One of the most rewarding aspects of receiving gifts from donors is hearing about what motivates them to give. This giving is a donor’s heartfelt, joyful response to gratitude and a deep commitment to their faithful values. 

We wanted to share some of the notes that have accompanied the hundreds of donations to the Catholic Faithful Response Fund over the past few months, so you too could gain a sense for the motivations of some of the gifts by many faithful people throughout southeast Michigan, and some from out of state, during this time. 

Giving in Honor of Someone who is Still Alive or has Passed Away

  • “I’m making a gift to the wonderful St. Al’s Parish, on the day of the 100th Birthday of the Polish Pope, St. John Paul II the Great” – Elizabeth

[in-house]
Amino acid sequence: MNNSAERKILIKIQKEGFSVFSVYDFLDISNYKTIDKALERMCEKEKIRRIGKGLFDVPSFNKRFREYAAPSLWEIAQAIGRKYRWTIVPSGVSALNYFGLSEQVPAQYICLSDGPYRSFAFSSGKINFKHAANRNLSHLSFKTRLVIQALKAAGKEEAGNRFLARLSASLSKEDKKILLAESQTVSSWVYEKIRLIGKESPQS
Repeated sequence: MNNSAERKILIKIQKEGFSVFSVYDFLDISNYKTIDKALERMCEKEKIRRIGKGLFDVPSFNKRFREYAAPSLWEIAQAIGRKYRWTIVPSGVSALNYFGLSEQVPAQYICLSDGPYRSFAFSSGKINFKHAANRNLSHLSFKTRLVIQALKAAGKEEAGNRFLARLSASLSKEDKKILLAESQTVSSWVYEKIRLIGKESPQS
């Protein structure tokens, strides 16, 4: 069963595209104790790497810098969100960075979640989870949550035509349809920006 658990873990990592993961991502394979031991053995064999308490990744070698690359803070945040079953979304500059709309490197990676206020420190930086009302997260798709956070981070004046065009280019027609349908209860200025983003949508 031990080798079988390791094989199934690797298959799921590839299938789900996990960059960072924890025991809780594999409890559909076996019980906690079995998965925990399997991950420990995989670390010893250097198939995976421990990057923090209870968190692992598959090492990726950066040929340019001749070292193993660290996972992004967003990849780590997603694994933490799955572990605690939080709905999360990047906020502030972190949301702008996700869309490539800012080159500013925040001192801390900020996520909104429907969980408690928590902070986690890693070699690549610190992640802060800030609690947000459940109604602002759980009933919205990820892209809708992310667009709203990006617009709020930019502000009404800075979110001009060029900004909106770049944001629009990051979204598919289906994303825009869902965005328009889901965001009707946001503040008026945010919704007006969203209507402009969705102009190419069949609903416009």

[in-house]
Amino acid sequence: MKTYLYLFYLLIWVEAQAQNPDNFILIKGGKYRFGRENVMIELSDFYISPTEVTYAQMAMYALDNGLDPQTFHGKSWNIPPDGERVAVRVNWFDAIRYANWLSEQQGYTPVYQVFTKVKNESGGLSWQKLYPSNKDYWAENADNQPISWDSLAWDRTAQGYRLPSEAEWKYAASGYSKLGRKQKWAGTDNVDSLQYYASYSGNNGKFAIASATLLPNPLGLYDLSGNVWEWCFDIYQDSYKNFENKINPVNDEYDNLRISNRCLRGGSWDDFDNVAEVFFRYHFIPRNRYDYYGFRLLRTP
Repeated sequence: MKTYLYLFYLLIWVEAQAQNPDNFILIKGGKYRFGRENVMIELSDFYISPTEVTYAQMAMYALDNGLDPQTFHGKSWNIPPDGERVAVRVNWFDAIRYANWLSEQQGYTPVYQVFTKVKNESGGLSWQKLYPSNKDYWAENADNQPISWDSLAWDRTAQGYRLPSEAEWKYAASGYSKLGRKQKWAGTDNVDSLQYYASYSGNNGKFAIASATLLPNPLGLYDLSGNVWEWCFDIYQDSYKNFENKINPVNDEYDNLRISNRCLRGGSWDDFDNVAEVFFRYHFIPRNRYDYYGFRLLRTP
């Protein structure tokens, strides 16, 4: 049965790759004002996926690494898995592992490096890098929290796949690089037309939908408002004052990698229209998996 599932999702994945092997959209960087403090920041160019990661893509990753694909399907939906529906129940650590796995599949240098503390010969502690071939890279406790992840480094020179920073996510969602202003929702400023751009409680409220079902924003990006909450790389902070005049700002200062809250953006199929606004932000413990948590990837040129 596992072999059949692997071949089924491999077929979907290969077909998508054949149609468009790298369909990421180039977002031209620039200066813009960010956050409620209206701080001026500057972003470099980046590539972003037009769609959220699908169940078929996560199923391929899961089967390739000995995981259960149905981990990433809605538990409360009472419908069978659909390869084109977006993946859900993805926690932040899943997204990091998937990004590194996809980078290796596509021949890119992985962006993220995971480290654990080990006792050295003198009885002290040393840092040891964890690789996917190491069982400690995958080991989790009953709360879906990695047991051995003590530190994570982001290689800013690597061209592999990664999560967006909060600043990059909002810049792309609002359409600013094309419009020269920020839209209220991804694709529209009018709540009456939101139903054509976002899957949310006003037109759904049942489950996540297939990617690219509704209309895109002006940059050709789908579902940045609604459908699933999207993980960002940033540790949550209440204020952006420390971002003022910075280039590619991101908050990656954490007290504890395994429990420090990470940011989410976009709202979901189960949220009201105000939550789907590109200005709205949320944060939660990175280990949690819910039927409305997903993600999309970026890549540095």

• “In memory of Antoinette” 
  • “I thank God for you, Aunt Joan, for your example of Faith. May God bless and protect you. St. Joseph, pray for us. I love you.” – Jill
  • “For all 12 Felician Sisters that have passed away since Easter. God bless them all.” – Mary
Giving In Gratitude for a Priest

  • “In honor of pastors and the great work they do for their flock. “ – Bob, with a gift to St. Clare of Montefalco
  • “I just watched Easter Mass on YouTube. Thank you, Fr. Patrick. It was very uplifting. Detroit has a special place in my heart. I am blessed to be able to make this donation for all of the great things your church is doing. God Bless your parish. In Christ’s Name, Amen. – Jack
  • “This gift is inspired by Fr. Patrick and the parishioners of Corpus Christi who are working to stream Mass” – Julie
Giving in Support of Food Banks

  • “Give to those who are in need.” – Robert, with a gift to Corpus Christi parish
  • “Thank you for feeding the hungry.” – Molly